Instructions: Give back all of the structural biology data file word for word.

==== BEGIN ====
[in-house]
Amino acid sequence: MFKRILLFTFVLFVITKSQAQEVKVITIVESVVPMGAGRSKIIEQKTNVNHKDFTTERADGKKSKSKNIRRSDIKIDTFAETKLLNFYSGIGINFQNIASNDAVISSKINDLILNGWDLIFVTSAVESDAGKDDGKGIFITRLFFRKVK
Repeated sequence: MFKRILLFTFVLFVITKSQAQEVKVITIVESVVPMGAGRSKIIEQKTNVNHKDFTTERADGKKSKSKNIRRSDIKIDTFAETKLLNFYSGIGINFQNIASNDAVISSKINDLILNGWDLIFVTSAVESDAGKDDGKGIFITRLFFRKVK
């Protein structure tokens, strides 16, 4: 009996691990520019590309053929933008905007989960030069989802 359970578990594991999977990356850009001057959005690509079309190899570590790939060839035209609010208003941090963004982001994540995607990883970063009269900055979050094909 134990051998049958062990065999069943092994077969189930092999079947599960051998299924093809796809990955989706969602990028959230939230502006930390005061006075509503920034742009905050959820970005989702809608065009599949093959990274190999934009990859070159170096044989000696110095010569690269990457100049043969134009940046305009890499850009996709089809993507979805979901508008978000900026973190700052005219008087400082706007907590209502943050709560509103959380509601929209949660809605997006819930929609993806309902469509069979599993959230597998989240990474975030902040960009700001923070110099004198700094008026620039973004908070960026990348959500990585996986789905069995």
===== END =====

[in-house]
Amino acid sequence: MFKRILLFTFVLFVITKSQAQEVKVITIVESVVPMGAGRSKIIEQKTNVNHKDFTTERADGKKSKSKNIRRSDIKIDTFAETKLLNFYSGIGINFQNIASNDAVISSKINDLILNGWDLIFVTSAVESDAGKDDGKGIFITRLFFRKVK
Repeated sequence: MFKRILLFTFVLFVITKSQAQEVKVITIVESVVPMGAGRSKIIEQKTNVNHKDFTTERADGKKSKSKNIRRSDIKIDTFAETKLLNFYSGIGINFQNIASNDAVISSKINDLILNGWDLIFVTSAVESDAGKDDGKGIFITRLFFRKVK
């Protein structure tokens, strides 16, 4: 009996691990520019590309053929933008905007989960030069989802 359970578990594991999977990356850009001057959005690509079309190899570590790939060839035209609010208003941090963004982001994540995607990883970063009269900055979050094909 134990051998049958062990065999069943092994077969189930092999079947599960051998299924093809796809990955989706969602990028959230939230502006930390005061006075509503920034742009905050959820970005989702809608065009599949093959990274190999934009990859070159170096044989000696110095010569690269990457100049043969134009940046305009890499850009996709089809993507979805979901508008978000900026973190700052005219008087400082706007907590209502943050709560509103959380509601929209949660809605997006819930929609993806309902469509069979599993959230597998989240990474975030902040960009700001923070110099004198700094008026620039973004908070960026990348959500990585996986789905069995």